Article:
Seemingly in honor of Ben Tausig’s new-found (newly-attained?) paternity (see Tausig 29d, above), the theme entries of this puzzle consist of a base phrase welcoming a PA into their midst, and the unusual results are then clued.
- 23a. [Saffron-flavored dish dedicated to the Queen of Jazz?] (PA)ELLA FITZGERALD.
- 40a. [Pay-per-view option for can-do subscribers?] CA(PA)BLE TELEVISION. At this point I thought the theme was more impressive, in that the inserted PAs would be advancing two letters with each subsequent entry…
- 58a. [Five-star entree of angel-hair pasta?] HEAVENLY RE(PA)ST. …but alas, not so.
- 66a. [Tasteful viewing fare for sommeliers?] THE (PA)LATE SHOW. Say “ahh.”
- 81a. [Freedom-seeking jailbird's worst nightmare?] (PA)ROLE REVERSAL. Pardon me!
- 96a. [Persistent girlfriend, in tabloid headlines?] UNMITIGATED GAL(PA)L.
- 118a. [Soap opera set in a body-treatment business?] DAYS(PA) OF OUR LIVES. Nifty plural-to-singular action.
A rather entertaining bunch, considering the forced nature of such a theme’s mechanics. Sizable, too (17s, 16s, 14s, and 13, to equal107 squares). I appreciate how the PA locations are varied: at the beginnings of words, in the middle of words, between words, and pretty much throughout the lengths of the themers. The only obvious spot missing a PA is the very end of one of the phrases, and that’s nigh-impossible; the only words or phrases of any length that end that way are a few taxonomic binomials, phi beta kappa, and some Incan words, and none of them make any sense without the PA.
More coincidence with other puzzles appearing today, including another CLOP at 85a (An Echo of Hooves*?) 67d POP-UP AD (vs. POP-UP VIDEO), and perhaps some others, but I’m starting to fade and am feeling out of SYNC (110a).
Longfill roundup: fun HIPPIE CHIC and HOT MUSTARD and not-all-that-lengthy SPLOTCH, good SKI LODGE, SLEUTHS (Hammer and Spade), and SPRAY-ON, okay ALKALIS and IN DROVES. DRAMEDY (cross-referenced with GLEE) is way cooler than WAY COOL.
Moderate (but not quite low enough for my liking) CAP Quotient™, frequent playful and/or tricky cluing, and good theme add up to an above-average puzzle.
Oh. With I–LA– in place for 77d [It's Arabic for "submission"] I almost completed it as IN-LAW, not ISLAM. Yep, time to call it quits.
*June Tabor, born in Warwick, England. Coincidence!
Bob Klahn’s CrosSynergy/Washington Post crossword, “Parental Consent” – Sam Donaldson’s review
Any misgivings I had about solving a crossword with a quote theme were allayed when I saw the quote came from Bill Cosby, one of my favorite comedians. As Bill Cosby jokes go, this one is middle of the road (though it does have the benefit of breaking symmetrically): WE ARE THE / ONLY / ANIMALS / THAT LET / OUR KIDS / COME / BACK HOME.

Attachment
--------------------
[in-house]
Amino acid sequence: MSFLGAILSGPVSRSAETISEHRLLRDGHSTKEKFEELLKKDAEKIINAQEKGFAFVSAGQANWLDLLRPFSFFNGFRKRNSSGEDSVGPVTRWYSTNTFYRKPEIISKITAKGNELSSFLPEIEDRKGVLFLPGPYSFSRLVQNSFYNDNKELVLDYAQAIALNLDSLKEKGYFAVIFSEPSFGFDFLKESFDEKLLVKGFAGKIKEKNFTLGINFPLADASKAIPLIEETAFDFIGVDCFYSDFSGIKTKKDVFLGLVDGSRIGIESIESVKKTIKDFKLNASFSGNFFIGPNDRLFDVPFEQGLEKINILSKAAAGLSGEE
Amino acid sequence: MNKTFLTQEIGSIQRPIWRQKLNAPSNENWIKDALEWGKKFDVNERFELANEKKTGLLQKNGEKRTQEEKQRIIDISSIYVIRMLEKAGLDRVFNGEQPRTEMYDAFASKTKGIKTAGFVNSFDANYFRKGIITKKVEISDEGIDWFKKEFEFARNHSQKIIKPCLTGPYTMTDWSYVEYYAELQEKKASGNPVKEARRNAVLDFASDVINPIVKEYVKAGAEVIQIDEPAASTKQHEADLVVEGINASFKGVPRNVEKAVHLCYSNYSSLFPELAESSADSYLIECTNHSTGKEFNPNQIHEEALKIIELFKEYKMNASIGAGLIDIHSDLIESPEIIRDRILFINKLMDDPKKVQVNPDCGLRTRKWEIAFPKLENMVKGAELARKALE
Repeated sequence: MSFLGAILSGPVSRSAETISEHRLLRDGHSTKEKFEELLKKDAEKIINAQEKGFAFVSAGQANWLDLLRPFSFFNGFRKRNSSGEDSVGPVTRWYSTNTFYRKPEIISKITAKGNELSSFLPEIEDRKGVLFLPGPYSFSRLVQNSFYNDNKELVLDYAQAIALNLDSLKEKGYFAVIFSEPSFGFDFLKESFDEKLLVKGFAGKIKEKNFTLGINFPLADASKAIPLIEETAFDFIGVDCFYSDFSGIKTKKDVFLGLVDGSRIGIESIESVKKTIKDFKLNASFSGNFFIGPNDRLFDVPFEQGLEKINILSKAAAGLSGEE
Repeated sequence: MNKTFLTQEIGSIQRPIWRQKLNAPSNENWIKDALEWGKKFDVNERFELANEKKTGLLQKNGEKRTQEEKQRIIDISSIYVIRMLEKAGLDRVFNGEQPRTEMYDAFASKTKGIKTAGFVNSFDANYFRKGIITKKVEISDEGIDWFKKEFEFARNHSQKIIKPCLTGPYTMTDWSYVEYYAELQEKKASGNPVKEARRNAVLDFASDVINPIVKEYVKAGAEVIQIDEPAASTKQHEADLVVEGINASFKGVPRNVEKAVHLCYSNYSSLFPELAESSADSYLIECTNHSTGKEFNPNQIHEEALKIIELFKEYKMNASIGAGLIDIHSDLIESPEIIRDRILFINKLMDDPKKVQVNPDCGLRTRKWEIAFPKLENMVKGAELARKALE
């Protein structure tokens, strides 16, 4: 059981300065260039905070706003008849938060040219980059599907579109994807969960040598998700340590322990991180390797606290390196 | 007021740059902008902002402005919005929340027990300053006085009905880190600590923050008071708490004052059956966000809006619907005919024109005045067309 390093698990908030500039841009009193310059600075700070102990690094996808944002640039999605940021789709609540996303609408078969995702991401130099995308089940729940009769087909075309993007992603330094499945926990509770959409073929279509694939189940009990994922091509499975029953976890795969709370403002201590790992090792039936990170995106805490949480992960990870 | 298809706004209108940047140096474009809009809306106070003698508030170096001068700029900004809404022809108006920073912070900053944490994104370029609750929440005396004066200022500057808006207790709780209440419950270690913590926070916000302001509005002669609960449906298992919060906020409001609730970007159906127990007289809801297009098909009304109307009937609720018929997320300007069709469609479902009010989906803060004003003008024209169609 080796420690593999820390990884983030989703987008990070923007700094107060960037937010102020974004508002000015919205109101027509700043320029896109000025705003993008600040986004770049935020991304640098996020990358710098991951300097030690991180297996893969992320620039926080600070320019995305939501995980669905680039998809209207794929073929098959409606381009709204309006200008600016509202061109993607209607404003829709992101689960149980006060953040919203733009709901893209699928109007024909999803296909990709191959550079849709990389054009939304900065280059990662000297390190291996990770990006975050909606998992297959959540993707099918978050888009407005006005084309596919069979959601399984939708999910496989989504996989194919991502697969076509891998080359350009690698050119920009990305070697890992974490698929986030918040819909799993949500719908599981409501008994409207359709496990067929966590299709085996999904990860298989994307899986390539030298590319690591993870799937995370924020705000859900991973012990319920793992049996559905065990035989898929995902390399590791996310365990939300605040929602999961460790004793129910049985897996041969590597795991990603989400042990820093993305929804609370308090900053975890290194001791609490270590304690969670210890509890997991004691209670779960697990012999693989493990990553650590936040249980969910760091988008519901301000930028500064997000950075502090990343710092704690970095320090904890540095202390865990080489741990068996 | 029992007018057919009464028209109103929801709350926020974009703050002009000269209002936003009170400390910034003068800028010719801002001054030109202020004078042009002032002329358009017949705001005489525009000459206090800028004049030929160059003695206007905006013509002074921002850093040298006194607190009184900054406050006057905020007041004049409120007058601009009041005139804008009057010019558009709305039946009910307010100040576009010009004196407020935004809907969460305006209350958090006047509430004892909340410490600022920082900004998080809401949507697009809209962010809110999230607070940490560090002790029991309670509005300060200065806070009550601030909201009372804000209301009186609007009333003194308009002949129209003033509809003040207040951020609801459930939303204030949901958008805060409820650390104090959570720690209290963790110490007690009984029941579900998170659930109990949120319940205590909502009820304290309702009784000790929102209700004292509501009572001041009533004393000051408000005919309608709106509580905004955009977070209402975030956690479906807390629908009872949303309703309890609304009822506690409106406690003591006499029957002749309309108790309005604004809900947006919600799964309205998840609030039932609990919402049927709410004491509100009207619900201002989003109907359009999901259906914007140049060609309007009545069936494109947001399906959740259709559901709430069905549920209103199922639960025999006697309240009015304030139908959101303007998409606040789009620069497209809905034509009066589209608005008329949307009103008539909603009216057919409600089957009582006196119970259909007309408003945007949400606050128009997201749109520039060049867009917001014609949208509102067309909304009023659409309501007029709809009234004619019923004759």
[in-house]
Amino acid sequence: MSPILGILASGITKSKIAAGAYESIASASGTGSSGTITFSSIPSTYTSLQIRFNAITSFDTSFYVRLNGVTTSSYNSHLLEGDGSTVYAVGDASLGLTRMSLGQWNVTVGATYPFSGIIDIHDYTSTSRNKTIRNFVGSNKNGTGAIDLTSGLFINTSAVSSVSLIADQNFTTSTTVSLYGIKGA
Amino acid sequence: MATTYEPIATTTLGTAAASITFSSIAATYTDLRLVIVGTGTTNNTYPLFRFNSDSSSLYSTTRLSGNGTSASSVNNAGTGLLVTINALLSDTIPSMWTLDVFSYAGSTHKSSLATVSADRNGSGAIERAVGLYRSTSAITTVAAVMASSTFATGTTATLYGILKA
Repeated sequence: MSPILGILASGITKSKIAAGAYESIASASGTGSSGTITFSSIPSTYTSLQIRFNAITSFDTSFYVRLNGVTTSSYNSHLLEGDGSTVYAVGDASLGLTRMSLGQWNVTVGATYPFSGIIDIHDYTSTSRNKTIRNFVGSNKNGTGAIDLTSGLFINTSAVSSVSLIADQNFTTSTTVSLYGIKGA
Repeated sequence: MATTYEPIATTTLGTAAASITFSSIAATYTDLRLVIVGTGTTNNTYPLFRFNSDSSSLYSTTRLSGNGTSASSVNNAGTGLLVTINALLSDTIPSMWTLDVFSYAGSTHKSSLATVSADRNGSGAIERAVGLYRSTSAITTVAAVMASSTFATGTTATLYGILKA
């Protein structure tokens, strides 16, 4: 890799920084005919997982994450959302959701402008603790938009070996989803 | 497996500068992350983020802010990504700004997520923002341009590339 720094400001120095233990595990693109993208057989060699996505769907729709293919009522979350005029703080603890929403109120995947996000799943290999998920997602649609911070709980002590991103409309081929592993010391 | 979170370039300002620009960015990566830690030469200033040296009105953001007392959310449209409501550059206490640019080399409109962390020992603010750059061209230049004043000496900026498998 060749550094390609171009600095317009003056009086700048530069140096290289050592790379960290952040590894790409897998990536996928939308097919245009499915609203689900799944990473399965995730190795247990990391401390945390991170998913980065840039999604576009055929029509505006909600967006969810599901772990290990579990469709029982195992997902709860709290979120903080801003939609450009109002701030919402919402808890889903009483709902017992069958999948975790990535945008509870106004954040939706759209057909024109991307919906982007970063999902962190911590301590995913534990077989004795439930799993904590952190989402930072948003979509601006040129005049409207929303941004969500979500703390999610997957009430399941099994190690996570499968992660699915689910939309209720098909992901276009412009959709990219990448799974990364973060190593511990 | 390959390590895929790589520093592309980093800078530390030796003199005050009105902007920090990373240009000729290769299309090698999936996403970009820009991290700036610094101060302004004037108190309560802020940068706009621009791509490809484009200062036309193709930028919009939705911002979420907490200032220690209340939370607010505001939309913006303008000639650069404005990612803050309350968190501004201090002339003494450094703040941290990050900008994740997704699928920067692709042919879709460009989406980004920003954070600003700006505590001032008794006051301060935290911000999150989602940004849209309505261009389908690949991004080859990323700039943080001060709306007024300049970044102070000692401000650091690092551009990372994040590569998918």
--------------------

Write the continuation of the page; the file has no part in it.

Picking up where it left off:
I like the quadruple-stacked 6s in two corners. That arrangement in the northeast corner, UNTOLD, NORWAY, SVELTE, and TEASER, is especially lovely. (And hey, the other stack has POOPED, which makes it an automatic winner too.)
Not surprisingly, there were a number of fun clues here. My favorites:
- [It may have a black eye] for PEA.
- [Well-armed deep-sea denizens] for OCTOPI.
- [Course that shows what you're made of, briefly] for ANAT.
- [Take in take-out] for EAT.
- [Due for a change?] for WET.
Marti DuGuay-Carpenter’s Los Angeles Times crossword
The theme takes phrases in which the first word ends with -SS and the second word starts with S- and deletes that last S:
- 17a. [A pint to drown your sorrows?], DISTRESS ALE. I’m not sure what “distress sale” sale means. To the dictionary! “A sale of goods or assets at reduced prices to raise much-needed funds.”
- 27a. [Great diner food?], FIRST-CLASS EATS. “First-class seats” are the ones with more elbow room and knee space on an airplane.
- 44a. [Filmed scenes from a Triple Crown event?], PREAKNESS TAKES. The Preakness Stakes is/are a horse race.
- 59a. [What a hamster wheel requires?], ENDLESS PACE. Is “endless space” actually an in-the-language phrase? It’s not ringing a bell.
The fill had a bit of an older feel to it, with schnozz-OLA, B-SIDE, MERV Griffin, GO FLY A KITE, MANSES, CLARET, and KEWPIE doll all embodying a retro vibe.
Freshest clue: [Brooklyn hoopsters] for the NETS, who just moved from New Jersey. So Brooklyn now has NBA hoopsters as well as a surfeit of hipsters. Can the borough survive?
Surprised to see TILDES, the Spanish accent marks in año and señora, clued as [Math squiggles]. As in “I’ve blogged ~9,000 crosswords.”
I wasn’t crazy about the theme, particularly 59a, and not much in the rest of the puzzle sang to me. Three stars.